• Kellie Pickler: Bald and Beautiful for a Friend With Cancer
  • Breast-Cancer Awareness: Organizations That Support Women and Families Through Cancer
  • ‘Hydrate, Gyrate, Masticate’: A Professional Foodie’s Guide to Eating Well for Breast Cancer Recovery
  • Breast Exams DO Make a Difference

Breast Cancer Caregiving

  • Services to Consider
  • Breast Cancer Support Groups
  • Breast Cancer and Living Wills
  • Breast Cancer Caregiving at a Distance
  • Male Partners of Breast Cancer Patients May Suffer Depression
  • When Partner Has Breast Cancer, Men Find Their Own Ways to Cope


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12 Articles About Breast Health and Breast Cancer

Breast Cancer Resources Roundup

In the United States, one in eight women will be diagnosed with breast cancer in her lifetime. And while it’s rare, an estimated 2,470 men are diagnosed with breast cancer each year. The fact is, nobody is immune from the effects of breast cancer. And even if you’re lucky enough to never experience breast cancer yourself, chances are within your lifetime, you’ll know someone who has.

This selection of articles spans all aspects of breast health and breast cancer care, from the importance of mammograms to precision cancer treatments to actual patient stories. We’re hoping this helps you navigate your journey, no matter what that journey might be.

Breast Cancer Treatment + Patient Stories

A Look at Common and Uncommon Types of Breast Cancer

Did you know there are many different types of breast cancer? From pre-cancerous breast disease to breast cancer in men, different types of cancer impact your treatment options and outcomes. Making sense of the words and terms associated with a cancer diagnosis can help you to be a more informed patient. Here’s a look at the common – and not so common – types of breast cancer. Read the full article.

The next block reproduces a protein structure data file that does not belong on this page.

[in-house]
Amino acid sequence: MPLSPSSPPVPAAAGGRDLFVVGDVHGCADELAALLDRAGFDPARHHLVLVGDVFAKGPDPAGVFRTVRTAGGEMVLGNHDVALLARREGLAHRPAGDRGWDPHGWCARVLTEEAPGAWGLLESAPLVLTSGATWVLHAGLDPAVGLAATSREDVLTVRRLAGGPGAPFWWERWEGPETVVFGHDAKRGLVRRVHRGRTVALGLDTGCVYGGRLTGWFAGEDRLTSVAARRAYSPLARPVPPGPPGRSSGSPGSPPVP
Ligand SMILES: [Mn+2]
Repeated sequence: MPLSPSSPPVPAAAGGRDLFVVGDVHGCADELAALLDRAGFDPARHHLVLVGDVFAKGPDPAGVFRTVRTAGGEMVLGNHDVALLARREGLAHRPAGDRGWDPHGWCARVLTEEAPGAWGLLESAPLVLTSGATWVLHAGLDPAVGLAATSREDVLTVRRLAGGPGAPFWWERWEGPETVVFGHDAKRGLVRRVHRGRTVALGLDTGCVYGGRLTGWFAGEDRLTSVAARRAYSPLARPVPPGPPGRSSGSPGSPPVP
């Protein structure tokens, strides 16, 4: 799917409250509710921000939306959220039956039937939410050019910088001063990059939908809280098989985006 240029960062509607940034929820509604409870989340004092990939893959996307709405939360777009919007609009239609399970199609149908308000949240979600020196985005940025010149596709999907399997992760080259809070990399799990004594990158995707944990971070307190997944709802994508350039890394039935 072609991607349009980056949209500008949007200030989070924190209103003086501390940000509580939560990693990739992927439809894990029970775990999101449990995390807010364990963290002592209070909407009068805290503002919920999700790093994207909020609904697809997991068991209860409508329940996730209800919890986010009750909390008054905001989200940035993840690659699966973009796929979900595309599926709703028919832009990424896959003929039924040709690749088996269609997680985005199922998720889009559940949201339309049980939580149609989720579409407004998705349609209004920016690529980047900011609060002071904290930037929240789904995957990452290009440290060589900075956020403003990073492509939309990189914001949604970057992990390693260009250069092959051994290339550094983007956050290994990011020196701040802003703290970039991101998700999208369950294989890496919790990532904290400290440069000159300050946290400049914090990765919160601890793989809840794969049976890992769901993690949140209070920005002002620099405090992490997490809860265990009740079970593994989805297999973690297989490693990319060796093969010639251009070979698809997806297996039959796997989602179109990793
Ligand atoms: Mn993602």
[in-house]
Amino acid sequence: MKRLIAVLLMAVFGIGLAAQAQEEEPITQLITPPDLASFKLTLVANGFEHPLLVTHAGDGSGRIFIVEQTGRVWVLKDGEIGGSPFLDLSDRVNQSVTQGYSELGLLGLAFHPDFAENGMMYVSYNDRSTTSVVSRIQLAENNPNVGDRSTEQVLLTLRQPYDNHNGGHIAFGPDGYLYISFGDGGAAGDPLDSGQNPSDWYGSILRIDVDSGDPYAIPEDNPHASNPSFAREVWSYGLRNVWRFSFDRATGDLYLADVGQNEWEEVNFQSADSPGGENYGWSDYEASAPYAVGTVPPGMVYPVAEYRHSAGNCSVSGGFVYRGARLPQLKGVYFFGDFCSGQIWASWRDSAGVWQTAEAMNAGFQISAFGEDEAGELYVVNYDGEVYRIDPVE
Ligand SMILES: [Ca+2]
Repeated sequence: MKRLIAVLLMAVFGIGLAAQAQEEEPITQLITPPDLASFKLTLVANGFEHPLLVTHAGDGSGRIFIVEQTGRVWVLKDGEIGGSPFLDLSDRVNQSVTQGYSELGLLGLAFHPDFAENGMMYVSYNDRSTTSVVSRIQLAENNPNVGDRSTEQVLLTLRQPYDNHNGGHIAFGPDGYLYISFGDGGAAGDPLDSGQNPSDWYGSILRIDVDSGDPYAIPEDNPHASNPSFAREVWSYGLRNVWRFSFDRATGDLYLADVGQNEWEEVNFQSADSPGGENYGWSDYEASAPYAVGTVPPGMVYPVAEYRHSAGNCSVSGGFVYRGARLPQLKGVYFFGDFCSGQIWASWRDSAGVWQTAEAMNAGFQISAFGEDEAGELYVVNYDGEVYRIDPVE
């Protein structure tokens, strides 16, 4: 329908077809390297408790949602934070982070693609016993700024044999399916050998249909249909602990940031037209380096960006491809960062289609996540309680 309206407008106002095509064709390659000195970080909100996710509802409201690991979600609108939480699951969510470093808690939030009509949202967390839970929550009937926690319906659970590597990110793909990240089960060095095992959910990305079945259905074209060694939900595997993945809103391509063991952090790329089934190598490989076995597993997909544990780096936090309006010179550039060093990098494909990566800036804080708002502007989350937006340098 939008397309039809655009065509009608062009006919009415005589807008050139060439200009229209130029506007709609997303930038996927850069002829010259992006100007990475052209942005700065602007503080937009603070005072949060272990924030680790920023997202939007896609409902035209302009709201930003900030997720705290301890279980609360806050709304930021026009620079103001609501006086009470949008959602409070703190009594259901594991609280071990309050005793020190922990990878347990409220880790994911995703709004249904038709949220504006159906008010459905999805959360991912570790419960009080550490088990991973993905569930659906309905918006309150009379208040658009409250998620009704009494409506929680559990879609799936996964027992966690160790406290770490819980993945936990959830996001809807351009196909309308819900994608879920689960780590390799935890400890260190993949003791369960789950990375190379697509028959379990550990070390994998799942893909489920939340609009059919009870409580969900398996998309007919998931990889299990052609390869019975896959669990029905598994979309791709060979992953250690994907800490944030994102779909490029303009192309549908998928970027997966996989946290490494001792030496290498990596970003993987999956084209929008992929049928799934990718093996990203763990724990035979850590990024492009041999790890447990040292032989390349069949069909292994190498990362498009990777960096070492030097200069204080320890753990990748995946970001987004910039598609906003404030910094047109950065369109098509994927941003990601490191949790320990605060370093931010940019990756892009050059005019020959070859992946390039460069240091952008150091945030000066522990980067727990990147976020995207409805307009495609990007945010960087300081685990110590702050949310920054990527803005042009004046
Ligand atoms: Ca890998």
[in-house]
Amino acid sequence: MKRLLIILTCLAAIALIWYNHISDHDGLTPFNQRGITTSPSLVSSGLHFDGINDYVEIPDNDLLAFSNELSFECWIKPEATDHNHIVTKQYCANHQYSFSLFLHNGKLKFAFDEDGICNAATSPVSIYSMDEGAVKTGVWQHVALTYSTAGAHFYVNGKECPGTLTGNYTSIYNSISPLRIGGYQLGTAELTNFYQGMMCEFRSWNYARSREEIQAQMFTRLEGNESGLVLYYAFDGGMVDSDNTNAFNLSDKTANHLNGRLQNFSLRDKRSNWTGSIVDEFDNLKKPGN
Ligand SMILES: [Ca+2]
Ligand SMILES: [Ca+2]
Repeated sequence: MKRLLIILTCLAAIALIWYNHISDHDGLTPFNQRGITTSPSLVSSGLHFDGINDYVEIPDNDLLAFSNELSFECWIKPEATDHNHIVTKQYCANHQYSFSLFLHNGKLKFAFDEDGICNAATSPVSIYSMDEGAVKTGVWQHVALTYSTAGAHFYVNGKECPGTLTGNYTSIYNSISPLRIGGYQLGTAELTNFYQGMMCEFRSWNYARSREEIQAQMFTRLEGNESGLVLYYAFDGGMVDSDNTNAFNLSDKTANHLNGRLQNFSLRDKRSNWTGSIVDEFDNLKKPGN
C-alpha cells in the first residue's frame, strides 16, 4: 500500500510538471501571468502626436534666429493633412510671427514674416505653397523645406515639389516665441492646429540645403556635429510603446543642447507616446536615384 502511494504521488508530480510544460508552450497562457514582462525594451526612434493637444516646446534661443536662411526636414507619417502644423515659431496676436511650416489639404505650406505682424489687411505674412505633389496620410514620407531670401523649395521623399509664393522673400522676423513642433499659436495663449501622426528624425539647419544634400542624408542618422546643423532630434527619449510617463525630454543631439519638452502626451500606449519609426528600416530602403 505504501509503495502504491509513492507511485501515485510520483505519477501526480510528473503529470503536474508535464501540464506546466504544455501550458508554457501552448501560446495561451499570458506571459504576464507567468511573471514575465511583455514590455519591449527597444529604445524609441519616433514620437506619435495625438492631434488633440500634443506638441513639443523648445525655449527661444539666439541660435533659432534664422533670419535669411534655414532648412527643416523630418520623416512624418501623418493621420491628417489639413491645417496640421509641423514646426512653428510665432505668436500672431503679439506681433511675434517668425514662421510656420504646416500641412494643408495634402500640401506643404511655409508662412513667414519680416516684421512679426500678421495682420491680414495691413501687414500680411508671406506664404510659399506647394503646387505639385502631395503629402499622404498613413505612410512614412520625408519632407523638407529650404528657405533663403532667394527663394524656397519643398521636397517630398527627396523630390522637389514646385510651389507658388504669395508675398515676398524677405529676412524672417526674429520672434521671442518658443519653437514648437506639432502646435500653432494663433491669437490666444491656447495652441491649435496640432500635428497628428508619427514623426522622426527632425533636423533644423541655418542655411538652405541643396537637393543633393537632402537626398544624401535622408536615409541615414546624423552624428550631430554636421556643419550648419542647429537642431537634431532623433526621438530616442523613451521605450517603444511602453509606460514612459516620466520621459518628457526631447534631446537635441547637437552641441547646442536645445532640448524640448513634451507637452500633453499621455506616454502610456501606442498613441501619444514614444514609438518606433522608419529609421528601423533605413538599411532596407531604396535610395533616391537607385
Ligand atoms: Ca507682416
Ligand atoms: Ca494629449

A Better Way to Breast Cancer Care – Precision Medicine

Precision medicine helps physicians more accurately predict which types of treatments will work for different people, by considering individual genes, environmental and lifestyle differences. This article explains how research co-authored by Northwestern Medicine scientist Massimo Cristofanilli, MD, uses precision medicine to help clinicians choose effective therapies for patients with metastatic breast cancer. Read the full article.

Quick Dose: What Is Inflammatory Breast Cancer?

A Northwestern Medicine physician gives a short overview of inflammatory breast cancer, a rare but aggressive type of cancer. It is called “inflammatory” because the breast often looks swollen, red or inflamed, and accounts for one to five percent of all breast cancer cases diagnosed in the United States. Read the full article.

Living Life After Breast Cancer – Your Journey After Treatment

Today, there are more breast cancer survivors in the United States than any other group of cancer survivors: three million, to be exact. This means that breast cancer has probably touched the lives of you or a couple people you know. And it also means that more and more people are benefiting from early detection and advances in treatment. These days, breast cancer survivors often live long, satisfying, happy lives. Here are a few tips for embracing your new normal and inspiring others along the way. Read the full article.